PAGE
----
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This article is part of our Breaking Barriers Spring 2022. This installment features articles on  several young adults with disabilities ranging from tumors to limb differences to processing disorders and lupus who tell their stories of what it has been like for them. If you'd like to read more stories from this issue, please subscribe to Breaking Barriers.

I have always valued being seen as reliable and indispensable. During college, I was in as many extracurricular activities as I could to show how much I cared about causes and other people. Being an advocate with/for people is a good and beautiful thing, but there is a point that it becomes unhealthy.

In late high school and most of my time in college, I hit that unhealthy breaking point. For six years, I was slowly burning out. Then, in May 2018, two weeks after I graduated from college, I was diagnosed with lupus. This diagnosis helped me recognize many of my unhealthy tendencies around caring for others and forgetting my own needs. That first year was the hardest point of my life because I had to change my entire outlook about how I engaged socially and in work environments. In those first few months, I experienced horrible pain while trying to fight my physical limitations.

When I started going to therapy and realized that I needed to acknowledge my needs, limitations, and become an advocate for myself—not just with and for others—it shook my entire world. I had to reorient my whole way of thinking and being by facing that I was ableist toward myself and that there was ableism all around me. I still struggle with these things to some degree. I have to be very intentional with things like self-care and surrounding myself with people who will hold me accountable.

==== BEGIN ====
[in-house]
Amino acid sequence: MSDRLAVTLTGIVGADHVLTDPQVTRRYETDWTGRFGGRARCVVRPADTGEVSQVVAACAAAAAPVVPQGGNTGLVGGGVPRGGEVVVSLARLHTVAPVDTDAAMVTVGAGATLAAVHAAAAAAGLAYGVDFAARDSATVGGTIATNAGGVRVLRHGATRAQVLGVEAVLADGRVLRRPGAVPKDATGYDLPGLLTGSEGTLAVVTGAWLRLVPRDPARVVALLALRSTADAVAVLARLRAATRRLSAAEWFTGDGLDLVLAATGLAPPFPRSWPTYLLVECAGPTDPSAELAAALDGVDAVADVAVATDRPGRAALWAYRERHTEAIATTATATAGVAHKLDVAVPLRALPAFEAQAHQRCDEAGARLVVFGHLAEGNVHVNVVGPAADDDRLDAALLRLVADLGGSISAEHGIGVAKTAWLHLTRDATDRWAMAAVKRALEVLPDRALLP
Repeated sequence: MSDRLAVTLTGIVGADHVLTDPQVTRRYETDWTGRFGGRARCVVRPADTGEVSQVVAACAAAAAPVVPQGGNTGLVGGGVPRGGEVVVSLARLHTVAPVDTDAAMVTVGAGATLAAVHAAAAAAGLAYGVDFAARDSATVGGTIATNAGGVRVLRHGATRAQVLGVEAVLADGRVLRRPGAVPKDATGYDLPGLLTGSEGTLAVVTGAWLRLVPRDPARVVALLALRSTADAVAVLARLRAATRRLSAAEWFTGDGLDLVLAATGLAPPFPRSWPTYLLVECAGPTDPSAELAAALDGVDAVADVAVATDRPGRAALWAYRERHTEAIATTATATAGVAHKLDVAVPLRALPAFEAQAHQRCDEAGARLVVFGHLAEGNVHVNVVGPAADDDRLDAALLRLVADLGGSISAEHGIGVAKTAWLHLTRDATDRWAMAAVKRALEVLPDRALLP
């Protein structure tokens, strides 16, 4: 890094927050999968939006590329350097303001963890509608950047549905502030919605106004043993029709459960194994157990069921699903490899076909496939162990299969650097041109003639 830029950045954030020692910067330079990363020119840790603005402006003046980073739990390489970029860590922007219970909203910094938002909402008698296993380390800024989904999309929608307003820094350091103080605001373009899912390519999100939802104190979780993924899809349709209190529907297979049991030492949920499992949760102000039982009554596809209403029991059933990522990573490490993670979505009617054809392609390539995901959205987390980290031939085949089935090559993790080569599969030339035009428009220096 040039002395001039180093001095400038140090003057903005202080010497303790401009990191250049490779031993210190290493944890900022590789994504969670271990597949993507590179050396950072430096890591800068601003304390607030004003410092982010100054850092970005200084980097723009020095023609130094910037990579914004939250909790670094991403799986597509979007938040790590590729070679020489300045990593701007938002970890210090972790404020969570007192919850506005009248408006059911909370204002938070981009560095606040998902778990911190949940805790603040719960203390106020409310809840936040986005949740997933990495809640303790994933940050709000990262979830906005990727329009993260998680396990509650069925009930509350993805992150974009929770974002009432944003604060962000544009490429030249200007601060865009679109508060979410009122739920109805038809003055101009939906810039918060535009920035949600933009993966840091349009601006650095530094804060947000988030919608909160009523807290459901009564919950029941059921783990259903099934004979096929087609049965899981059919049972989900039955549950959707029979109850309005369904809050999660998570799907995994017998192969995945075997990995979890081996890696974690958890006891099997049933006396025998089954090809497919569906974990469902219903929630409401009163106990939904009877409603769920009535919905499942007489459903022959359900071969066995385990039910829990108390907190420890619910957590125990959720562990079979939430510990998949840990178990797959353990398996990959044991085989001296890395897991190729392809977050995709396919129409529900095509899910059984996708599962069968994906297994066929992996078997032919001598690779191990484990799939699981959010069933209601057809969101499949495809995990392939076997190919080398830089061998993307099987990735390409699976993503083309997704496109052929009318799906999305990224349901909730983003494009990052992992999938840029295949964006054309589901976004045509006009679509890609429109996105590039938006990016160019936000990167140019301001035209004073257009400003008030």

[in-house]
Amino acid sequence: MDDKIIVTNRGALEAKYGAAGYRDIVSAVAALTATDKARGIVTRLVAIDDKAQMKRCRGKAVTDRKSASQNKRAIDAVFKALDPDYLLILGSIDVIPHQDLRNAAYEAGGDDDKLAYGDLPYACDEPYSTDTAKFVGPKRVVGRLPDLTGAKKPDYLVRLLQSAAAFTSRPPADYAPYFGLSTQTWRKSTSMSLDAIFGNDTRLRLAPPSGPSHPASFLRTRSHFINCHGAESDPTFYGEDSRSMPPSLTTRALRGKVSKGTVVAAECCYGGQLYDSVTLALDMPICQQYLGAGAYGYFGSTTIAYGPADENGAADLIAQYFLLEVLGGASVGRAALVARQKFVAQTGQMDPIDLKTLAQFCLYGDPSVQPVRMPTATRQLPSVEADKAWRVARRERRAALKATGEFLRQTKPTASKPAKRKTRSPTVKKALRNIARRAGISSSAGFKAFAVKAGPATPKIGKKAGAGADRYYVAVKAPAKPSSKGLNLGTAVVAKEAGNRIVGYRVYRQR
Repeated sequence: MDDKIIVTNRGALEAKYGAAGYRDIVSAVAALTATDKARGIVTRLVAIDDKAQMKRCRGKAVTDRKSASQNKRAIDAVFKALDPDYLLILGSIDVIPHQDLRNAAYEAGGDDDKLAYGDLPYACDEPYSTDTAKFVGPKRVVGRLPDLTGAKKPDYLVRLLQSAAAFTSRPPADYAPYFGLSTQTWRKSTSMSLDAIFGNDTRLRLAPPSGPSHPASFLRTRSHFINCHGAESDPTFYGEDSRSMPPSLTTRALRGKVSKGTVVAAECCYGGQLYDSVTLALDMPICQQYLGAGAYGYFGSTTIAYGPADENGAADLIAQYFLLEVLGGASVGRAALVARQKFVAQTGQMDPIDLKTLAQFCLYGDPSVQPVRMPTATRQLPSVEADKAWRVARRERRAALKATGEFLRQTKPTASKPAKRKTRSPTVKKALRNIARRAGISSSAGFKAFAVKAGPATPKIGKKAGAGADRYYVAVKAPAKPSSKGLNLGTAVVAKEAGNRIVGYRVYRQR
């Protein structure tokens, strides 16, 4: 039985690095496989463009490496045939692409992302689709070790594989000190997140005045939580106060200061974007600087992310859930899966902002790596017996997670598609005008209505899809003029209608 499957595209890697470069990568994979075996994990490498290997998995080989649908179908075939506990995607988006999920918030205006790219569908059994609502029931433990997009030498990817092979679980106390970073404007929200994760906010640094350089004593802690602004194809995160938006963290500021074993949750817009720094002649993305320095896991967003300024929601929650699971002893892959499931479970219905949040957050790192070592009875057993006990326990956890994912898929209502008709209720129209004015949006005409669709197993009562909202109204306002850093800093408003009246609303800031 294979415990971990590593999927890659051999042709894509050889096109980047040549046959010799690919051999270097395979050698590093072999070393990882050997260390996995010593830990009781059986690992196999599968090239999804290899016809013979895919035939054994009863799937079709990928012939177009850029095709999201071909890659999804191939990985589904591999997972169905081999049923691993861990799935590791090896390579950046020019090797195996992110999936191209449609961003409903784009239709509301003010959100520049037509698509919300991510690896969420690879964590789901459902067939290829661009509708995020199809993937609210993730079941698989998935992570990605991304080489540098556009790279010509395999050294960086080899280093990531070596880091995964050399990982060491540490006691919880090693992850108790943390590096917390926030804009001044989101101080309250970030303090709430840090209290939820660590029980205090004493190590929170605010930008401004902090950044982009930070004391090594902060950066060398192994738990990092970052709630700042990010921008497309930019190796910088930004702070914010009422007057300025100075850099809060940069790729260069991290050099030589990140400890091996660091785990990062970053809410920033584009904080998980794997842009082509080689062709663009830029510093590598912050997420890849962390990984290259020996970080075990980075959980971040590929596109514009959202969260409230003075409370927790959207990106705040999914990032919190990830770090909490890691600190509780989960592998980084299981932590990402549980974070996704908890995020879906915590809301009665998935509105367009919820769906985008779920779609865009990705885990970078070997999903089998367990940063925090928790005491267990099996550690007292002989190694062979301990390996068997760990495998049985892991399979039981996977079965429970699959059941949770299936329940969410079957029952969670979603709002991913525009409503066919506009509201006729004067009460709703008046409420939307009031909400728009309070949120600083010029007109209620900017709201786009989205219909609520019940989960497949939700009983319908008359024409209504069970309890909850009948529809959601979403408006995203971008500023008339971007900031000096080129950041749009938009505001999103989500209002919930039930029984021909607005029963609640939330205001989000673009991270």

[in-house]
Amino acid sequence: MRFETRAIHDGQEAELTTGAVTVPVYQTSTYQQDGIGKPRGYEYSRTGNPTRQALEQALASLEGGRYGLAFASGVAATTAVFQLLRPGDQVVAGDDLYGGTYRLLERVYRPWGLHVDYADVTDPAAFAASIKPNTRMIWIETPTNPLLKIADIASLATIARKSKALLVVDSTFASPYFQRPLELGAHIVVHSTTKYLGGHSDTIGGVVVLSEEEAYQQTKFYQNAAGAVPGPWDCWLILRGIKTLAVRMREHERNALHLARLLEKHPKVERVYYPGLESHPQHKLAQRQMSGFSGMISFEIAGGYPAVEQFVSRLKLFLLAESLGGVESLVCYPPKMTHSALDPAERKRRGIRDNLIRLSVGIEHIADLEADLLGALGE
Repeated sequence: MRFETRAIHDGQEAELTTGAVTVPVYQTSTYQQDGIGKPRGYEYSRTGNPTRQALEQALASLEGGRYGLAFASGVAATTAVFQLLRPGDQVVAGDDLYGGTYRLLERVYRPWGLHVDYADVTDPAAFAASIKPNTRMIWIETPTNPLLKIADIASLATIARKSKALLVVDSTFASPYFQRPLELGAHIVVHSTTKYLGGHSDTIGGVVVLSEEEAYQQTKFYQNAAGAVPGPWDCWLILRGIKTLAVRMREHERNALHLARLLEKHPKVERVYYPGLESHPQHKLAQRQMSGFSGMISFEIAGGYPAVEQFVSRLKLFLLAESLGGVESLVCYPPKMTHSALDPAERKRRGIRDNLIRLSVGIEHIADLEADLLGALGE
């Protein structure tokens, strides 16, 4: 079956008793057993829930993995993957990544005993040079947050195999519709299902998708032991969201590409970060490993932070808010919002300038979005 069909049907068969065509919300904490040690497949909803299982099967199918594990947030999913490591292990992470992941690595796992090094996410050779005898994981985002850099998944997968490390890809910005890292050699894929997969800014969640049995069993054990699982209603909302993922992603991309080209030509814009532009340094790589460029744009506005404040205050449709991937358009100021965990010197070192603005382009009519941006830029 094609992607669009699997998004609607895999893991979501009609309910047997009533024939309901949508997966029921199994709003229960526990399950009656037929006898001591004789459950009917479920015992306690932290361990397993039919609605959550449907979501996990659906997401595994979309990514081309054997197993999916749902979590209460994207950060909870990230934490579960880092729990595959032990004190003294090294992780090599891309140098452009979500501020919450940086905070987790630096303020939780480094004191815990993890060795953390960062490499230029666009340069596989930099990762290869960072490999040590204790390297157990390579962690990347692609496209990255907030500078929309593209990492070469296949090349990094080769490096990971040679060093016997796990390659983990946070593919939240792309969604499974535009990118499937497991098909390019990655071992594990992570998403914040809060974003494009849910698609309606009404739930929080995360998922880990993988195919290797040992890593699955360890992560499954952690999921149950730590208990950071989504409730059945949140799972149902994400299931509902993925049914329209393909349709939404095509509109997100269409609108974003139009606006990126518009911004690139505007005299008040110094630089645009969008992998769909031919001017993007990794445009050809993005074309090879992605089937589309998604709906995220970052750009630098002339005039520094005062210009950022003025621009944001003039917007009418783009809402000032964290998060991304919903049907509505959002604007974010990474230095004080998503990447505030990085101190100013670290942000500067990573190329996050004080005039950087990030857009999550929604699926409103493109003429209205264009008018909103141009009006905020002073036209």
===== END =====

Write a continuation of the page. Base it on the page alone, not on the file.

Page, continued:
I have also been overwhelmed by how ridiculously expensive medicines and procedures cost. I have come to accept that I need more rest than most people do. With all of that, I realize that my limitations contribute to who I am, and I am grateful. I am grateful that I am now a more confident advocate for myself, and therefore with and for others. I am more aware of ableism and different forms of accessibility, of intersectionality, and of individual stories and corrupt systems. I also hope that lupus will help me flourish in ministry and help me show up to others in an authentic and empathetic way.

Since the onset of my invisible disability, there has been grief because I had to change so much about my current life and my future expectations. Being diagnosed at 22 also came with other complications: I experienced not knowing where I “fit”; I get told, “you’re young, so you wouldn’t understand chronic pain”; or I have to be different from my other 20-something, normative-bodied friends who still see themselves as invincible. With this, I have had to practice self-disclosure and have become more and more comfortable doing so.

Over the last few years, my faith journey has centered around my diagnosis of lupus and my work in seminary. Experiencing both of these simultaneously has been a gift. I have been surrounded by theologies of illness, disability, and suffering, and by caring people in all contexts of my life. Thoughtful pastors, professors, and theologians have helped me process my diagnosis and how it connects to my faith.

Studying Reformed theology while coming to terms with a chronic condition has helped me appreciate the gift of God’s grace that meets us where we are through a communion of saints that exceeds our imagination.


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